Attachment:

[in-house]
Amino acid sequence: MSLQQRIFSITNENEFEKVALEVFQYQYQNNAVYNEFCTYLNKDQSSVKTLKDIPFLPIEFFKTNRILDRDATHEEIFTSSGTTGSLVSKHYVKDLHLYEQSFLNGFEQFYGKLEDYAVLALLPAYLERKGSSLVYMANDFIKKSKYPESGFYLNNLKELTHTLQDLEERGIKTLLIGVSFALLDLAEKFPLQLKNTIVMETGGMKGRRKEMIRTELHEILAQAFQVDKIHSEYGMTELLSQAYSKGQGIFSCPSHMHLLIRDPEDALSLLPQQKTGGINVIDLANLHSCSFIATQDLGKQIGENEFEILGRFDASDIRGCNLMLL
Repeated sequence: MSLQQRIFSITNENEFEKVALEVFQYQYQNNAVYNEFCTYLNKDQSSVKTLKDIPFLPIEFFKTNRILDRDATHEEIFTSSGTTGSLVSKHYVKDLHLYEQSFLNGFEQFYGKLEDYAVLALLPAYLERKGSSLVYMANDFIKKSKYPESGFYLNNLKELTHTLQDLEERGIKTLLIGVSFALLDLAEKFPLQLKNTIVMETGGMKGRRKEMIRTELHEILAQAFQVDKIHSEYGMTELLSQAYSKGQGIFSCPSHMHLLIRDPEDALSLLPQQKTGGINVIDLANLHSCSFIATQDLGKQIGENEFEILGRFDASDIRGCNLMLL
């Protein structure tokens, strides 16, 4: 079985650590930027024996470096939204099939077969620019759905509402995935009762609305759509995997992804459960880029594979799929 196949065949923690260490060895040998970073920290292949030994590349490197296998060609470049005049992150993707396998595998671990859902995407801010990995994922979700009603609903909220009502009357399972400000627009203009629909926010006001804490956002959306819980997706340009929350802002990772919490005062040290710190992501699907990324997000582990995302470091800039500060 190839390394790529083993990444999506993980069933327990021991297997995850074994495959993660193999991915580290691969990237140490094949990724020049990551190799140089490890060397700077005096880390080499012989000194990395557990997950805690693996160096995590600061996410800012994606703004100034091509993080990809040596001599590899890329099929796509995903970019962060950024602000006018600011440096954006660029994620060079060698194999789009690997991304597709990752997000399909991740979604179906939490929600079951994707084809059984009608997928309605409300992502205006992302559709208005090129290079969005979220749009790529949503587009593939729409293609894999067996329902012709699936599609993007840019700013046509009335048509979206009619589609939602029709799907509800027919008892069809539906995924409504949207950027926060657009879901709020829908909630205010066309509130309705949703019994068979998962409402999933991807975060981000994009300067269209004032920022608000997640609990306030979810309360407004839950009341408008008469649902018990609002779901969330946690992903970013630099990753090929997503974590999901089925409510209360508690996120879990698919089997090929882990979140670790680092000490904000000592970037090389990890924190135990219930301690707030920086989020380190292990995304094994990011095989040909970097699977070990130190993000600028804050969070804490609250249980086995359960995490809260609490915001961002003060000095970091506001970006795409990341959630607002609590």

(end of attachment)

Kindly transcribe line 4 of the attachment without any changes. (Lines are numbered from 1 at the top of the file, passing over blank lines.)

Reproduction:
């Protein structure tokens, strides 16, 4: 079985650590930027024996470096939204099939077969620019759905509402995935009762609305759509995997992804459960880029594979799929 196949065949923690260490060895040998970073920290292949030994590349490197296998060609470049005049992150993707396998595998671990859902995407801010990995994922979700009603609903909220009502009357399972400000627009203009629909926010006001804490956002959306819980997706340009929350802002990772919490005062040290710190992501699907990324997000582990995302470091800039500060 190839390394790529083993990444999506993980069933327990021991297997995850074994495959993660193999991915580290691969990237140490094949990724020049990551190799140089490890060397700077005096880390080499012989000194990395557990997950805690693996160096995590600061996410800012994606703004100034091509993080990809040596001599590899890329099929796509995903970019962060950024602000006018600011440096954006660029994620060079060698194999789009690997991304597709990752997000399909991740979604179906939490929600079951994707084809059984009608997928309605409300992502205006992302559709208005090129290079969005979220749009790529949503587009593939729409293609894999067996329902012709699936599609993007840019700013046509009335048509979206009619589609939602029709799907509800027919008892069809539906995924409504949207950027926060657009879901709020829908909630205010066309509130309705949703019994068979998962409402999933991807975060981000994009300067269209004032920022608000997640609990306030979810309360407004839950009341408008008469649902018990609002779901969330946690992903970013630099990753090929997503974590999901089925409510209360508690996120879990698919089997090929882990979140670790680092000490904000000592970037090389990890924190135990219930301690707030920086989020380190292990995304094994990011095989040909970097699977070990130190993000600028804050969070804490609250249980086995359960995490809260609490915001961002003060000095970091506001970006795409990341959630607002609590």